From digital offers to partner collaborations, a panel of experts share advice for making your sports marketing budget work harder. The panel discussion took place during the annual PrimeTime Sports & Entertainment Conference, November 12-14, in Toronto.

By Angela Kryhul

Panel participants (l-r): Mark Francis, University of Oregon (moderator); Shanna Alpert, NBA Canada; Galen Davies, MLSE; Shannon Ferguson, FanSaves; Mike Ouellet, National Hockey League Players’ Association

Mike Ouellet, chief of business affairs, National Hockey League Players’ Association:
Over the past 20 or 25 years, our biggest licensing categories have been video games, trading cards and apparel. While the products have evolved—trading cards have become more sophisticated with inserts and pieces of game jerseys, etc.—what has maintained for decades is that cool factor of having something in your hands. NFTs didn’t work because of the need for constant engagement and involvement [by athletes and sport organizations to keep the NFTs top of mind]. Ecommerce has been the most impactful on licensing revenue: It’s the same products that we’ve always loved—the T-shirts and souvenirs—but with ecommerce you can get a jersey delivered to you in two days.

Shanna Alpert, director, licensing & retail development, NBA Canada:
Ninety-nine percent of NBA fans will never have the opportunity to experience the live game. It’s really important to create experiences outside of the arena and build brand touch points where people can interact and feel the excitement of the game, like opening an NBA store. There are ways you can bring fans into your ecosystem in a really relevant and authentic way. We will often [go on the road] to do pre-season games just to give people the opportunity to come to an NBA game in their home city.

Shannon Ferguson, co-founder and CEO, FanSaves Inc.:
Offering fans digital offers has been really helpful for a lot of teams. It’s important to realize that when a fan is in an arena or stadium, sometimes they aren’t absorbing everything around them. How are your digital assets capturing their attention after they leave the game and during the offseason? People will remember who won or how much fun they had, but they’re not necessarily thinking ‘What shoes am I going to buy later on.’ [Digital offers remind] fans of who your sponsors are.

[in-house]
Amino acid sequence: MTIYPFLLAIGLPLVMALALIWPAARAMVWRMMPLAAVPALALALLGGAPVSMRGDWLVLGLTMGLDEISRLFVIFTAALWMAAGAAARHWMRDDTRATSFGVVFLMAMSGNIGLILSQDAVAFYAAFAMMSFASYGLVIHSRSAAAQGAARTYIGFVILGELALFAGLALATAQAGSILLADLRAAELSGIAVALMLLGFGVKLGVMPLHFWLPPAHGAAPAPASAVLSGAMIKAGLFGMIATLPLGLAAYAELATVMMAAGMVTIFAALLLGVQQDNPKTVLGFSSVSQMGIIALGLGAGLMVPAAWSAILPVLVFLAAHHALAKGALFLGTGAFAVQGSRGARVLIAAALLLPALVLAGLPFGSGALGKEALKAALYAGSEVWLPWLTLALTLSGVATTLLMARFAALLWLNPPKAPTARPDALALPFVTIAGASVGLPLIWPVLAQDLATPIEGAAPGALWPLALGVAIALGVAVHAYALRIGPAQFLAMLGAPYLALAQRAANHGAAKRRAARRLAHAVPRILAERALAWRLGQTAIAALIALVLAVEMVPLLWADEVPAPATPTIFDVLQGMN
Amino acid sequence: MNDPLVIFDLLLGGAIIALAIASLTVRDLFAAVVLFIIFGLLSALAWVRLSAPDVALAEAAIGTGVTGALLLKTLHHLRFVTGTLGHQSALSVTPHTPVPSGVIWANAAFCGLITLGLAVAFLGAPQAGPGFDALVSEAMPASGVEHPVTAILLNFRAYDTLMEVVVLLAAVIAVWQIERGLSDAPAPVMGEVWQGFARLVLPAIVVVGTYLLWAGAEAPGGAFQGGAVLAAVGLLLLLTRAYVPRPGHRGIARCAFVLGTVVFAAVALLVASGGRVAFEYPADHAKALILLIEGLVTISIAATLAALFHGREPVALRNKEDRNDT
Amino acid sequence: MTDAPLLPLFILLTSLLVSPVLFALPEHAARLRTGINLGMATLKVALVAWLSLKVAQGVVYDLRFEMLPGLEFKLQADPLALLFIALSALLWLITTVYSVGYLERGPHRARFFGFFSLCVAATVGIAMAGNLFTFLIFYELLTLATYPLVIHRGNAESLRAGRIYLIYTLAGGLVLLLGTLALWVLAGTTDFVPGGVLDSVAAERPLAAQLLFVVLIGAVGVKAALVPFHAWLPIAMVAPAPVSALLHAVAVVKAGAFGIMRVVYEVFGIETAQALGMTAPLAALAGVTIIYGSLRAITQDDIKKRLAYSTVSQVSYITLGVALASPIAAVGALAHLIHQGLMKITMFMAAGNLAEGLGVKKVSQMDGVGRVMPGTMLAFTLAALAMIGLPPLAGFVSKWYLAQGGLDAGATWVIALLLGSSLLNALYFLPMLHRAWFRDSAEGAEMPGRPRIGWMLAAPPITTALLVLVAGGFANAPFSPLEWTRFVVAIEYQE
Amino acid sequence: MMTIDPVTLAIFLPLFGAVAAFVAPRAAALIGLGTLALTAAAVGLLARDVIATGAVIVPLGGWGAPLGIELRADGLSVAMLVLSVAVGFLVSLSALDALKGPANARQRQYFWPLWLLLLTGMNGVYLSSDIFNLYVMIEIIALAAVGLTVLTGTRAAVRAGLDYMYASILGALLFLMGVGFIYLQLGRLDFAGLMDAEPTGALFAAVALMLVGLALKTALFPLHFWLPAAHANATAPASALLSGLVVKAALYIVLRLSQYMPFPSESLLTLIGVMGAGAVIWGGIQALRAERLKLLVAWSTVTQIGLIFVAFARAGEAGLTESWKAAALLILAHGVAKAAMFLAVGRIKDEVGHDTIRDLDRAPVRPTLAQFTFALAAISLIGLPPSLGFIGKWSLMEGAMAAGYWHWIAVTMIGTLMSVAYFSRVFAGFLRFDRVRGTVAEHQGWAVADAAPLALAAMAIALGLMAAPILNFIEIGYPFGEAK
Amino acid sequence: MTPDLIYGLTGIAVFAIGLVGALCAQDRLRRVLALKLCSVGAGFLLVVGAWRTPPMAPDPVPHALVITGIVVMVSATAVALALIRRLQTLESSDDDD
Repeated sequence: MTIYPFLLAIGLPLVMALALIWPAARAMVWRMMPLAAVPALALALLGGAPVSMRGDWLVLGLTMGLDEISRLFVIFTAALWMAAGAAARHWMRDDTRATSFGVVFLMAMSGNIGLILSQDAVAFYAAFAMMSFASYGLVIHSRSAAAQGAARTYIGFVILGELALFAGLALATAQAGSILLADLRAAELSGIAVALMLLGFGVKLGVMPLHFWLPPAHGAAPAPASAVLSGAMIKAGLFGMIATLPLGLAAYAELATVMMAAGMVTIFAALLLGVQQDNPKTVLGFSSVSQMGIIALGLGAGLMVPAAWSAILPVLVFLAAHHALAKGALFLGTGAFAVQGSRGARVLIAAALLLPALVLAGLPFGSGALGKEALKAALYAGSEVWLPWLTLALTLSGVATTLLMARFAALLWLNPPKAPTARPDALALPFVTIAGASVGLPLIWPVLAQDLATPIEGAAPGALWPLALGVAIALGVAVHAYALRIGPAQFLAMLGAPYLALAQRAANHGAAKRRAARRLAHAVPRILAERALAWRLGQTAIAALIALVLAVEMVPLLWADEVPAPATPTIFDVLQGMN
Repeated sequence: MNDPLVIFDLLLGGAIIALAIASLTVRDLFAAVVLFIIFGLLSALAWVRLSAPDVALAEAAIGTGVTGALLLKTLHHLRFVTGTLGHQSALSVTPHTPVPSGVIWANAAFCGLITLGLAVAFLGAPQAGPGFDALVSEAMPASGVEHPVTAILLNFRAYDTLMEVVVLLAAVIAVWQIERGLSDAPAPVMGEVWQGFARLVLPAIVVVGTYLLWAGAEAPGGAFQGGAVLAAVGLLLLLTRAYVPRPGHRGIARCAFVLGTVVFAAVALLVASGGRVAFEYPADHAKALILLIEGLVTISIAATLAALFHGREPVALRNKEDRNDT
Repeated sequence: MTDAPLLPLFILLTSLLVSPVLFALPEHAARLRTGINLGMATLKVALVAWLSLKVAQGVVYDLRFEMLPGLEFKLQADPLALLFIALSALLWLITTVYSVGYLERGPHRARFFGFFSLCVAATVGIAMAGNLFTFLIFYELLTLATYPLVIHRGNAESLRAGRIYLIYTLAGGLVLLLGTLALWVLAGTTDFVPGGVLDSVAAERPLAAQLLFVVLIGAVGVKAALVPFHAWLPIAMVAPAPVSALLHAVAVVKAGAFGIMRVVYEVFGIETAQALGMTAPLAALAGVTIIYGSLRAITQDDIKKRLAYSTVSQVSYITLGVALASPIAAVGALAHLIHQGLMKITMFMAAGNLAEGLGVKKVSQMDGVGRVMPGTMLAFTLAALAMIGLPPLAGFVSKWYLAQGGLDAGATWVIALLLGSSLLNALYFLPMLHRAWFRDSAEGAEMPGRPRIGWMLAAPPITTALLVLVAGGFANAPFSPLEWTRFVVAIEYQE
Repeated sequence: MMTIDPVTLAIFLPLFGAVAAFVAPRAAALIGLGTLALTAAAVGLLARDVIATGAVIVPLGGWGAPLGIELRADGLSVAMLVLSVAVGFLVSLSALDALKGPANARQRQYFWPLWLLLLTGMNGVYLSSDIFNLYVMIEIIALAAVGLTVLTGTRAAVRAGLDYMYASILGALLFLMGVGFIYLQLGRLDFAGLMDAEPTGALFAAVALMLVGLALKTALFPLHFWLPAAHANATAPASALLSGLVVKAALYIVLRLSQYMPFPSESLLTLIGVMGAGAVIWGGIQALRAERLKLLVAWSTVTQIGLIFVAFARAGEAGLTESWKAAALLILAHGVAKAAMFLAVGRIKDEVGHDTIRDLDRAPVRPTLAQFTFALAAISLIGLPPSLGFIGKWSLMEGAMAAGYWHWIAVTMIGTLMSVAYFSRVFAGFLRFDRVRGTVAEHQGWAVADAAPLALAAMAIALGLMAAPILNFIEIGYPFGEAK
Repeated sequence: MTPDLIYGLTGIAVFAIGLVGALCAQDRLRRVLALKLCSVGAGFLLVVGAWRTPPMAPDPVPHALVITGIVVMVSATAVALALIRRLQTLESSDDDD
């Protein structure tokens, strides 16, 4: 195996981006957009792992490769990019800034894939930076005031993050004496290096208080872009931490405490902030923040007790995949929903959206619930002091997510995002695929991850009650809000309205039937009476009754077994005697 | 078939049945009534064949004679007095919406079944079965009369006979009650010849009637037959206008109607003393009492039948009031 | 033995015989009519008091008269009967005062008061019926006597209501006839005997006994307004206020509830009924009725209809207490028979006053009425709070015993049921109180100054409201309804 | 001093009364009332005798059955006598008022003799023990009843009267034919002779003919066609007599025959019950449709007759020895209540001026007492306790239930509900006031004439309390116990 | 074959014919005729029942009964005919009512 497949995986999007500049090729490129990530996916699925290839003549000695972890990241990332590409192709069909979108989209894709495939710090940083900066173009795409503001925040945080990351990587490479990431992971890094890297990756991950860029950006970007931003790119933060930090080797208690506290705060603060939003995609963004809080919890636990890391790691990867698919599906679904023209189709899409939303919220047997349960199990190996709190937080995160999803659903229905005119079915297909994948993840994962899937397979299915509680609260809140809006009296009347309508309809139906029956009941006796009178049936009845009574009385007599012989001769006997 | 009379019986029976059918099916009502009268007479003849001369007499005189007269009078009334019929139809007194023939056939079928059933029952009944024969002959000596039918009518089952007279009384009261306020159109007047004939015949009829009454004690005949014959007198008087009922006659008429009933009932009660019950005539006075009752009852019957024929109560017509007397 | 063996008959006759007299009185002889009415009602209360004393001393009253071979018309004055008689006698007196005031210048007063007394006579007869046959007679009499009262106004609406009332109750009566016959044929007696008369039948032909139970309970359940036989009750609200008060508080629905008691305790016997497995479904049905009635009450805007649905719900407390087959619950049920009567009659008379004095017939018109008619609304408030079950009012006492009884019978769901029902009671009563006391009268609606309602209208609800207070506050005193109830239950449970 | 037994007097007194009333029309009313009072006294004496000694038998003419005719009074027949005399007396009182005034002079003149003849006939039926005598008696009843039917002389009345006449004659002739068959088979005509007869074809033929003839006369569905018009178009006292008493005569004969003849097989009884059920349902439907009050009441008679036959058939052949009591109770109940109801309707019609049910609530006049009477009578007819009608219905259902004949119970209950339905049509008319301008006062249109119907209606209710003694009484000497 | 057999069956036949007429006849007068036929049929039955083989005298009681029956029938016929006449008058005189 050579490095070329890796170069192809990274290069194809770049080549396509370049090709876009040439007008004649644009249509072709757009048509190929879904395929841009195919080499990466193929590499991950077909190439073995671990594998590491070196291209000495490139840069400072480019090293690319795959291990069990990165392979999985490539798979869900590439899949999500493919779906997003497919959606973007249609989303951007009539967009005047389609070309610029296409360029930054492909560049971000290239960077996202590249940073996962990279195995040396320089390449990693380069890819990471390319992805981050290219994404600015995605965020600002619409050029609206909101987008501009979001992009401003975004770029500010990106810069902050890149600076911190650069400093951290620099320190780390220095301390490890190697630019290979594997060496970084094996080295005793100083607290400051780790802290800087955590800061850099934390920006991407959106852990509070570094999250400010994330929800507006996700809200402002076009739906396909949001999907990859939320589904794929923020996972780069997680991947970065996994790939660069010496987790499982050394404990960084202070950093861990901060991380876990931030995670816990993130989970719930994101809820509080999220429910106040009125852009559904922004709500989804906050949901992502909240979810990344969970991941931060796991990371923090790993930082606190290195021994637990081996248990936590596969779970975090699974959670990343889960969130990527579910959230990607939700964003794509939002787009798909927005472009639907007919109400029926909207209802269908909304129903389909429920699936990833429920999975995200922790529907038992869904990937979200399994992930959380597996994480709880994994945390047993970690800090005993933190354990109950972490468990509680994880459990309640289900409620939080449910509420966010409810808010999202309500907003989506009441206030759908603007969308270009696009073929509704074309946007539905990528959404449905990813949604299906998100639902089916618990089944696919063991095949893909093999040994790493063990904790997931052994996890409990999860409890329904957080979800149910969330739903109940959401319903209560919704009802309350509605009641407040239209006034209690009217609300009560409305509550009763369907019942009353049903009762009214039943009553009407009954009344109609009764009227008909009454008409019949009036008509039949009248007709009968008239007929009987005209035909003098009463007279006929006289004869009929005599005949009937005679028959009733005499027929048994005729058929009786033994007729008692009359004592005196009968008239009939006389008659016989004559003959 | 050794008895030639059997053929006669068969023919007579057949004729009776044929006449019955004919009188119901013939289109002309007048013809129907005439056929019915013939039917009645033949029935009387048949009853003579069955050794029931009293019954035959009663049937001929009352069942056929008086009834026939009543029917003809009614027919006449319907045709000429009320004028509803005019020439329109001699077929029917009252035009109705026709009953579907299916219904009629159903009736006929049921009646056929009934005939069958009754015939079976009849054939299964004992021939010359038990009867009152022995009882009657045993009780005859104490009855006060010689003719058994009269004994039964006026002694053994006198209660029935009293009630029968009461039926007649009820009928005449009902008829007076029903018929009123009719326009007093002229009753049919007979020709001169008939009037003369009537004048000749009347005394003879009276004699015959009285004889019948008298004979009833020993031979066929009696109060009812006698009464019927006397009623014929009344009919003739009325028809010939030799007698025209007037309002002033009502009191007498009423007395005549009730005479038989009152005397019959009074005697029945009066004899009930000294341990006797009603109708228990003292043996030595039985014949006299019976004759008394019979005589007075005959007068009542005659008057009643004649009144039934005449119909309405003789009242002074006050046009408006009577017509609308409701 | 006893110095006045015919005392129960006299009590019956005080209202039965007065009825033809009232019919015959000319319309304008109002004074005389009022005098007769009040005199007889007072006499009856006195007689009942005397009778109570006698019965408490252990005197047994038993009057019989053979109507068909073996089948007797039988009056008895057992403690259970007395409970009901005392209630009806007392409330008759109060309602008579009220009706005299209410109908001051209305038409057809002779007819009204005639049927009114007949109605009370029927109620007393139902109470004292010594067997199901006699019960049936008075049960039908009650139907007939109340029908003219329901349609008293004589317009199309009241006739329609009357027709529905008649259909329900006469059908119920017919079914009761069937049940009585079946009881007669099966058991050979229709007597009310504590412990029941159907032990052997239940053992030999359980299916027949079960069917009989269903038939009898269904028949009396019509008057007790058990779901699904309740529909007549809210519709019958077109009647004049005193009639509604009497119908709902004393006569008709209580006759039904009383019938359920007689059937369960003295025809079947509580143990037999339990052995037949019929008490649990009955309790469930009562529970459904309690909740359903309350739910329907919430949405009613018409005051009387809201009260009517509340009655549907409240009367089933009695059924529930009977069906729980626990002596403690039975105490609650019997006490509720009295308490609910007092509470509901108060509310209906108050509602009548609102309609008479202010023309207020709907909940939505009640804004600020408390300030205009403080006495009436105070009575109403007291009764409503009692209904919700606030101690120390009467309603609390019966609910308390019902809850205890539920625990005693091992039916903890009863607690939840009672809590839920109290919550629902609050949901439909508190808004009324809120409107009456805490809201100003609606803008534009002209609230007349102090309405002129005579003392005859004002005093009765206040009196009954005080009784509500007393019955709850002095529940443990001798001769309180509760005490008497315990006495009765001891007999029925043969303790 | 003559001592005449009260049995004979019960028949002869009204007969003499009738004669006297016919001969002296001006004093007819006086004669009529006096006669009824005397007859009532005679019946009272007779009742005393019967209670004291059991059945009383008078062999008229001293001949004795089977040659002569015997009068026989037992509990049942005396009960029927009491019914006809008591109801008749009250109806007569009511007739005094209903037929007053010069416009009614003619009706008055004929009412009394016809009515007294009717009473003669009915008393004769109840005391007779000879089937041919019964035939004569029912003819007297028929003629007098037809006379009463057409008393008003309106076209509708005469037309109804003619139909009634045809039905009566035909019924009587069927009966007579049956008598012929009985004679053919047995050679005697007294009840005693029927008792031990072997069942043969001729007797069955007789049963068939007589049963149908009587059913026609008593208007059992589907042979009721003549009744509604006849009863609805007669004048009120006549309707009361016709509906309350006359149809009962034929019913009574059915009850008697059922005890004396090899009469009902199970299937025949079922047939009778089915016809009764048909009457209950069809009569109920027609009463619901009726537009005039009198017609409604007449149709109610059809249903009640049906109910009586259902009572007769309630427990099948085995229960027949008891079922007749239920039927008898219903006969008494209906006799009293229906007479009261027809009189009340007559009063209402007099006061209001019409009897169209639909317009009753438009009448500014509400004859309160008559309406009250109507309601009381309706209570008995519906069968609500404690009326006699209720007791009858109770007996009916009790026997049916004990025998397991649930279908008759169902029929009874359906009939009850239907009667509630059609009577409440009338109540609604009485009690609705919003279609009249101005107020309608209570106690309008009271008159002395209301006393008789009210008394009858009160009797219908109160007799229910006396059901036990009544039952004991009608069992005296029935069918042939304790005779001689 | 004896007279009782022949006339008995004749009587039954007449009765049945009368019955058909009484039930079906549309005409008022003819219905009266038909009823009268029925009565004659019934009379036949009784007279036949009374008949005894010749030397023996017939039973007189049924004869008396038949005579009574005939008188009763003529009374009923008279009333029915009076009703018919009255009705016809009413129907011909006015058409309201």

Shanna Alpert, NBA Canada:
Collaborations can unlock new consumer and fan bases. As a league, we’ve got our core fans, but it’s really interesting when you collaborate with other, non-traditional premium brands. For example, we did a collaboration between Wilson, our basketball provider, and Louis Vuitton. Most people wouldn’t see that as a natural association, but there is an association between premium brands and it gets our brand into different venues and to different people.

Galen Davies, vice-president, brand and commercial strategy, MLSE:
When you’re operating a brand, especially in the sports community, you are not sitting on tens of millions of dollars from a marketing perspective. Organic reach… [is] a collection of hundreds and hundreds of touch points throughout the year. Your partners are far more invested from a dollars and cents perspective than what you’ve put on the table. So your ability to leverage them for scale into new audiences and new places and spaces not only accomplishes some of [your goals] in the offseason, but if you can strike consistency, they’re an amazing resource and tool to grow your brand.

Published November, 2023